"I've never seen anything like it," expert says
The national residential vacancy rate fell to 0.9% last month – its lowest level in more than 16 years – as rental supply fell amid skyrocketing demand, according to new data from SQM Research.
And the nation’s rental situation is likely to get worse before it gets better. Louis Christopher, SQM Research managing director, said the decline in available rental homes would likely push rents even higher in the coming months.
“Our current rental listings so far in September suggest we’re going to record another fall in vacancy rates, and I see nothing in this data to suggest we’re about to bottom out,” Christopher told The Australian Financial Review. “While we continue to record further falls in vacancies, rents are likely to keep rising at a very fast clip, as they are doing at this point in time.”
Sydney’s vacancy rate fell to a decade low of 1.3% in August, while Melbourne hit a four-year low of 1.4%, AFR reported. Brisbane stayed at a record low of 0.7%, and the other capital cities all dropped below 1%.
“There has been a sustained lack of rental properties over the past six months and all cities and regions are now experiencing rental accommodation shortfalls,” Christopher said. “I’ve never seen anything like it, both in terms of depth, duration and scope of the rental crisis. It’s unprecedented.”
Christopher told AFR that the delay of building completions during the COVID-19 pandemic and the rise of Airbnb had made the situation worse.
In the past 12 months, asking rents have skyrocketed by 20.1% across the combined capital cities, with Sydney and Brisbane asking rents each rising more than 22.7%. All capital cities have now posted double-digit rental increases over the past 12 months.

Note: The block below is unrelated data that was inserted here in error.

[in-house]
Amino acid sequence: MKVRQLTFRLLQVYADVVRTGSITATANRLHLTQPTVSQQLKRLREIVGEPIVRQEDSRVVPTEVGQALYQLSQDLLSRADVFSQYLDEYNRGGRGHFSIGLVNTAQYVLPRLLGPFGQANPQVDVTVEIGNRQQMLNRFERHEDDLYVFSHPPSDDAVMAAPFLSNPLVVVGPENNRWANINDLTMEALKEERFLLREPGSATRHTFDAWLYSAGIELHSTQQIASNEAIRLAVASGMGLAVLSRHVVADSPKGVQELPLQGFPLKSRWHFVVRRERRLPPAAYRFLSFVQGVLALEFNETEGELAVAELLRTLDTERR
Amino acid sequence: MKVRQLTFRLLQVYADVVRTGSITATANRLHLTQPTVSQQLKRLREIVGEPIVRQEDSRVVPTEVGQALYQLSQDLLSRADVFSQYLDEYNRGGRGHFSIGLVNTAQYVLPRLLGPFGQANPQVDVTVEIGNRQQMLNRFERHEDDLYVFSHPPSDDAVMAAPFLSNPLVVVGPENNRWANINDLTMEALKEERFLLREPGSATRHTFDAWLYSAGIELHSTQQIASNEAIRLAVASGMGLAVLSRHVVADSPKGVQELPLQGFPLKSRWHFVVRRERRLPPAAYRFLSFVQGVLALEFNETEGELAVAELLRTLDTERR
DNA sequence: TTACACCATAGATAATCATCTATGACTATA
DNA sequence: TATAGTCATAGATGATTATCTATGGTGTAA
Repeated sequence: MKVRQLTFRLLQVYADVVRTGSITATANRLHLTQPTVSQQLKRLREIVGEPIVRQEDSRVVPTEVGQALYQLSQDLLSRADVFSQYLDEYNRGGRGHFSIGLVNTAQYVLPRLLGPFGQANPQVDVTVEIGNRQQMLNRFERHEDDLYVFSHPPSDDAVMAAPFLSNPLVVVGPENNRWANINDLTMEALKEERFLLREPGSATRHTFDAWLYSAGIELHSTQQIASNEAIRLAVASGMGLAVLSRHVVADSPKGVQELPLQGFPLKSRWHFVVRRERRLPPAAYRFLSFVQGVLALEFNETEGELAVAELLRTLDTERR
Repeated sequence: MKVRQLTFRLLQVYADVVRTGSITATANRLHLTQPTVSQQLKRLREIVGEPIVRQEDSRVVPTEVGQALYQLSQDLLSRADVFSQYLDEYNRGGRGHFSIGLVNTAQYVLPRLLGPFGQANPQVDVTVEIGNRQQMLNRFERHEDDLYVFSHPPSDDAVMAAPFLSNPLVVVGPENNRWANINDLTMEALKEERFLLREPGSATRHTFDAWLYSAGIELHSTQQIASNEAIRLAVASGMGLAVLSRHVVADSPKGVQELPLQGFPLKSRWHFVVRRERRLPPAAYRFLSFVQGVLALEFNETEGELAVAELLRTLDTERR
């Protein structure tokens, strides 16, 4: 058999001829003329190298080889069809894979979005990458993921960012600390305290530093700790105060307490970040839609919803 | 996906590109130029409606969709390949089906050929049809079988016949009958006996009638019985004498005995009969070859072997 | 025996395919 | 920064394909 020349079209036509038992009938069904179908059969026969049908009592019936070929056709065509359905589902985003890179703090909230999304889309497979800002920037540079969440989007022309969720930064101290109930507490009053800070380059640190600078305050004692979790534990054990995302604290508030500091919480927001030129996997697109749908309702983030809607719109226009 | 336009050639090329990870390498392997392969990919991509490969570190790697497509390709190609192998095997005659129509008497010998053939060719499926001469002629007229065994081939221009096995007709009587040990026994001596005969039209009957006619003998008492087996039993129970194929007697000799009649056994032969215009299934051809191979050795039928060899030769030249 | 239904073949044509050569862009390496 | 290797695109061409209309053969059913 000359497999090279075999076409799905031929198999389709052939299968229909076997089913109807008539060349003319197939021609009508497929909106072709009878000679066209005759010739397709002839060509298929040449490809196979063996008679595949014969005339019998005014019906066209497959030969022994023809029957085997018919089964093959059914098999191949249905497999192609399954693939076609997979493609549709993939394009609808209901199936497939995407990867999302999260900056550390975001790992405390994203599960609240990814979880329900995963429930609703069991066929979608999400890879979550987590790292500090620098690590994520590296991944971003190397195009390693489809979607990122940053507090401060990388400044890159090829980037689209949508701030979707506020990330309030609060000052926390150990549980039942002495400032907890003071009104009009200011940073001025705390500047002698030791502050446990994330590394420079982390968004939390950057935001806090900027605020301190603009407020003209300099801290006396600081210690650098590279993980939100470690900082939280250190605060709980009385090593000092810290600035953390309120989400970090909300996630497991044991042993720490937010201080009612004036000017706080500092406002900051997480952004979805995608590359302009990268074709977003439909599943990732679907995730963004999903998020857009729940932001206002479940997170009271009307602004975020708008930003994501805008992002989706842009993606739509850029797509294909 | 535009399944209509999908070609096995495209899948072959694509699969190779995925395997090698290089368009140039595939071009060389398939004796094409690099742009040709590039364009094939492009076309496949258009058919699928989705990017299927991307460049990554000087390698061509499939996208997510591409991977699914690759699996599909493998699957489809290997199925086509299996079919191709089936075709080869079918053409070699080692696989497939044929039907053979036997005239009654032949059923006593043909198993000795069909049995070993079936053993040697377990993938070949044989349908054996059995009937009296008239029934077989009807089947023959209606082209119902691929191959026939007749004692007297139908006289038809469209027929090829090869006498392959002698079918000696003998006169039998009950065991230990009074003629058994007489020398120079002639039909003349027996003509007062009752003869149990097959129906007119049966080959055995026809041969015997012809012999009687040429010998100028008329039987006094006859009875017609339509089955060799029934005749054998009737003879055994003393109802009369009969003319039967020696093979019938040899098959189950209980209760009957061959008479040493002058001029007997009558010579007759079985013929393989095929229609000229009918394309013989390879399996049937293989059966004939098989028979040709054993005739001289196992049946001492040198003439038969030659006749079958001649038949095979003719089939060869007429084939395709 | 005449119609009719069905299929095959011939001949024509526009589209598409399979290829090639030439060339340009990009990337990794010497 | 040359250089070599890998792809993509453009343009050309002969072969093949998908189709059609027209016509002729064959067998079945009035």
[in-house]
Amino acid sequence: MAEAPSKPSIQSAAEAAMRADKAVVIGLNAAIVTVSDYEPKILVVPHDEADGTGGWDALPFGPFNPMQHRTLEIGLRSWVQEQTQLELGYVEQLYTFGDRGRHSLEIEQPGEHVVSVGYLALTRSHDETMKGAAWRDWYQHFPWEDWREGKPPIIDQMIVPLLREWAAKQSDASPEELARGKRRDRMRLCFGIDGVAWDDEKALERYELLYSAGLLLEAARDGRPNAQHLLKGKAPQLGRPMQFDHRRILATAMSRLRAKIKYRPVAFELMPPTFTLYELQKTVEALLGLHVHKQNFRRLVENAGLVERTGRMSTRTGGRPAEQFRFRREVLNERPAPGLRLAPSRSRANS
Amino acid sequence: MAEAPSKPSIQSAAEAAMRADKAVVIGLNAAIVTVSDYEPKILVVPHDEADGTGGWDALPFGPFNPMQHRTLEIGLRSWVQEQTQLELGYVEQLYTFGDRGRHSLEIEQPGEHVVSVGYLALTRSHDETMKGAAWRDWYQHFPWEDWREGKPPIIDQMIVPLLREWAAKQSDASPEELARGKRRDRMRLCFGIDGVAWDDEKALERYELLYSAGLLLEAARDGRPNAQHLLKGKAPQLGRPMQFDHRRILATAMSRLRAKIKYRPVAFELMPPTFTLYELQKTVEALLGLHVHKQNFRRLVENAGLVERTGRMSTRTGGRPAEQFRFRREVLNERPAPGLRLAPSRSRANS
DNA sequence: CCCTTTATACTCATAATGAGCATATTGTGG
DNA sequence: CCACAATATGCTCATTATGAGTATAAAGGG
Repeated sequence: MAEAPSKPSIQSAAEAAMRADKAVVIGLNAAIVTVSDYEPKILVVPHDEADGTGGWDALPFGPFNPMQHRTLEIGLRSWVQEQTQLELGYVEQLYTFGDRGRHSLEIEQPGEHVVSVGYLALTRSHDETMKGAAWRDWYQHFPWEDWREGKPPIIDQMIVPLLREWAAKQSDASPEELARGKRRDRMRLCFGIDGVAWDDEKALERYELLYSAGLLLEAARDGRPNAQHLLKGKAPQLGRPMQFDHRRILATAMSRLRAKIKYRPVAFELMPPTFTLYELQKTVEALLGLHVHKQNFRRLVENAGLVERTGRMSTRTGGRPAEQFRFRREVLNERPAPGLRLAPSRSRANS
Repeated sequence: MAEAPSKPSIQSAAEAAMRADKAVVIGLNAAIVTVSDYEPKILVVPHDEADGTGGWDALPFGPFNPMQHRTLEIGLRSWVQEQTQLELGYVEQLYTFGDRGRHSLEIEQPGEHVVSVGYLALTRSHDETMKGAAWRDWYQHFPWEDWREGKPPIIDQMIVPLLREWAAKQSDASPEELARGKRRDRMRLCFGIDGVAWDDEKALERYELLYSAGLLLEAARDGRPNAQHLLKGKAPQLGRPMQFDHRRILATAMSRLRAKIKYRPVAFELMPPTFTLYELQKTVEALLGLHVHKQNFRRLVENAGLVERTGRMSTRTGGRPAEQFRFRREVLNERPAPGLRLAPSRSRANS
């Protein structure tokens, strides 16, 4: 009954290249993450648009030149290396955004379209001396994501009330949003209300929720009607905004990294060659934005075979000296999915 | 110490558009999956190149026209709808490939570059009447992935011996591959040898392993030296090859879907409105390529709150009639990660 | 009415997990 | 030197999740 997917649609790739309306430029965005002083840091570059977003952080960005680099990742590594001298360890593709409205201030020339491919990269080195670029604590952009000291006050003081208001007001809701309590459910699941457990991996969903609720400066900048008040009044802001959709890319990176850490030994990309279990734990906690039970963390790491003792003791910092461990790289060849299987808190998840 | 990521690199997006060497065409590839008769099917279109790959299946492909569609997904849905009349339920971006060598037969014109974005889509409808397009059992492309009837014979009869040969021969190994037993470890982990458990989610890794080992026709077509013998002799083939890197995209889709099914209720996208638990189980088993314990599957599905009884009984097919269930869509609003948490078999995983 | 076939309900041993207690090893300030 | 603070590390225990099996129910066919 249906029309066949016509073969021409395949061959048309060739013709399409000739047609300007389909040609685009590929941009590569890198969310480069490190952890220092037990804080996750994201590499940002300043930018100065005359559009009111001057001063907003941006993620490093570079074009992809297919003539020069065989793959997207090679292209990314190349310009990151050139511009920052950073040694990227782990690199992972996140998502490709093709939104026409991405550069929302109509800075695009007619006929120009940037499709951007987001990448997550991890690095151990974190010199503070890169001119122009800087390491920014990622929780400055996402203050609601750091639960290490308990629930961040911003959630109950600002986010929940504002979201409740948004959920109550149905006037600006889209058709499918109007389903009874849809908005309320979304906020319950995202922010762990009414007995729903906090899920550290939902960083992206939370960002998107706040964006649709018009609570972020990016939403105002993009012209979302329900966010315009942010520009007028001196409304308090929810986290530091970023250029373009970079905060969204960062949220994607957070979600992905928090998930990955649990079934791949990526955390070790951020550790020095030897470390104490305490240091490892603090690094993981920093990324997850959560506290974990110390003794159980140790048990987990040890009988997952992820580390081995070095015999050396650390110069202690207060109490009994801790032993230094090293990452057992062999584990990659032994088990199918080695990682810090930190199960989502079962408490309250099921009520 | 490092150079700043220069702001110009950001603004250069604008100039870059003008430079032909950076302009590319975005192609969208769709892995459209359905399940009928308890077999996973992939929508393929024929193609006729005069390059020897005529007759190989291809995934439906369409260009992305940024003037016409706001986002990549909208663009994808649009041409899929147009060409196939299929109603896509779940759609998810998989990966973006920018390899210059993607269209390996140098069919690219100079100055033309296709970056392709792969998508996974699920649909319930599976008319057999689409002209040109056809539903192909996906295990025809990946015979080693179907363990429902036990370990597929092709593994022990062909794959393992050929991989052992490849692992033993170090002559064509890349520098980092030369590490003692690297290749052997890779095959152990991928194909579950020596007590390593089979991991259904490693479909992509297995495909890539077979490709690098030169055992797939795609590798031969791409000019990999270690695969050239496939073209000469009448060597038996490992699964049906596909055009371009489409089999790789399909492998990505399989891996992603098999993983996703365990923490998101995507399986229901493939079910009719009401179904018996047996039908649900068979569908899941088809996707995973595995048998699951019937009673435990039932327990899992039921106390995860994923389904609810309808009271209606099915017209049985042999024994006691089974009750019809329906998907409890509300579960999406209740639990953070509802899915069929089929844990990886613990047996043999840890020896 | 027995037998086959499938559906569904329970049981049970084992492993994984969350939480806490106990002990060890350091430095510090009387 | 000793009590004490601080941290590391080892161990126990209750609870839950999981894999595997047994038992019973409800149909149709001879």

Data from Suburbtrends showed that median rents across several suburbs on the Gold Coast have risen by up to $163 over the past year. In Sydney, rents rose more than $100 in the Bankstown area, Chittaway Bay on the Central Coast and South Hurstville in the inner south, AFR reported.
Kylie Meier, department head of property management and new business at Raine and Horne Bondi Junction, told AFR that rental demand had been especially strong since interest rates started rising.
“I’ve had a lot of tenants come to me saying they were in the market to buy, but now they can’t get financing due to the rising interest rates and higher prices, so they have to rent,” she said. “So, we have people who were cashed up and ready to buy but are forced to rent, so now they’re competing with everybody else.”
Christopher said that more stringent rental market regulations have discouraged many landlords from investing further in the market, exacerbating the supply problem.
“We’re in this position in part because of over-regulation of the leading market to begin, so landlords are pulling away,” he told AFR. “We need significantly greater supply that includes a solution from social housing and build-to-rent. Whatever we come up with, we need to do it fast – because the way we’re travelling, this is going to get worse before it gets better.”